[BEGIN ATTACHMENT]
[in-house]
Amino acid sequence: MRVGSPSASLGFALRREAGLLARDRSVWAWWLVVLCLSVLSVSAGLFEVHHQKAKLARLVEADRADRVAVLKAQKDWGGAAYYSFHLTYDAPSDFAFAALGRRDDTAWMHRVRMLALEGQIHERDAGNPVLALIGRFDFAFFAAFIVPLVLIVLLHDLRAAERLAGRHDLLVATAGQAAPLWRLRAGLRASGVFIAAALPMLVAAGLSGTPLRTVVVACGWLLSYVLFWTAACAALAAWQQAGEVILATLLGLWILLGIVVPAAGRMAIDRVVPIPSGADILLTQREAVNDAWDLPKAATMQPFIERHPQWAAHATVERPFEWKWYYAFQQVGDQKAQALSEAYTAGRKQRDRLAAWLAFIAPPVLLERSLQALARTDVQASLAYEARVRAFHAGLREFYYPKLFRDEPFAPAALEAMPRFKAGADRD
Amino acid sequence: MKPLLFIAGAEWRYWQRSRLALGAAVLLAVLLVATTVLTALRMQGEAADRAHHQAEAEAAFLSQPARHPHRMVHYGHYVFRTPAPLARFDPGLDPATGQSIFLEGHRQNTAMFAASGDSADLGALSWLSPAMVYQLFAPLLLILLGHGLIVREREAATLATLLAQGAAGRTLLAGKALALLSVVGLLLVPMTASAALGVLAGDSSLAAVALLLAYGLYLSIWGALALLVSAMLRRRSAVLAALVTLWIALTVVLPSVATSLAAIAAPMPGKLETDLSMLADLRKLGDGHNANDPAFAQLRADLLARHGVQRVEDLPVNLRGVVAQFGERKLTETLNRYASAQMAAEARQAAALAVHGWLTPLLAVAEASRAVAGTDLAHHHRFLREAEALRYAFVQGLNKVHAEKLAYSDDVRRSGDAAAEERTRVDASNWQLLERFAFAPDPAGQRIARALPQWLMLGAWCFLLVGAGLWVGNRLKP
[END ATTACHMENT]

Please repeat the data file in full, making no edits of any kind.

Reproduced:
[in-house]
Amino acid sequence: MRVGSPSASLGFALRREAGLLARDRSVWAWWLVVLCLSVLSVSAGLFEVHHQKAKLARLVEADRADRVAVLKAQKDWGGAAYYSFHLTYDAPSDFAFAALGRRDDTAWMHRVRMLALEGQIHERDAGNPVLALIGRFDFAFFAAFIVPLVLIVLLHDLRAAERLAGRHDLLVATAGQAAPLWRLRAGLRASGVFIAAALPMLVAAGLSGTPLRTVVVACGWLLSYVLFWTAACAALAAWQQAGEVILATLLGLWILLGIVVPAAGRMAIDRVVPIPSGADILLTQREAVNDAWDLPKAATMQPFIERHPQWAAHATVERPFEWKWYYAFQQVGDQKAQALSEAYTAGRKQRDRLAAWLAFIAPPVLLERSLQALARTDVQASLAYEARVRAFHAGLREFYYPKLFRDEPFAPAALEAMPRFKAGADRD
Amino acid sequence: MKPLLFIAGAEWRYWQRSRLALGAAVLLAVLLVATTVLTALRMQGEAADRAHHQAEAEAAFLSQPARHPHRMVHYGHYVFRTPAPLARFDPGLDPATGQSIFLEGHRQNTAMFAASGDSADLGALSWLSPAMVYQLFAPLLLILLGHGLIVREREAATLATLLAQGAAGRTLLAGKALALLSVVGLLLVPMTASAALGVLAGDSSLAAVALLLAYGLYLSIWGALALLVSAMLRRRSAVLAALVTLWIALTVVLPSVATSLAAIAAPMPGKLETDLSMLADLRKLGDGHNANDPAFAQLRADLLARHGVQRVEDLPVNLRGVVAQFGERKLTETLNRYASAQMAAEARQAAALAVHGWLTPLLAVAEASRAVAGTDLAHHHRFLREAEALRYAFVQGLNKVHAEKLAYSDDVRRSGDAAAEERTRVDASNWQLLERFAFAPDPAGQRIARALPQWLMLGAWCFLLVGAGLWVGNRLKP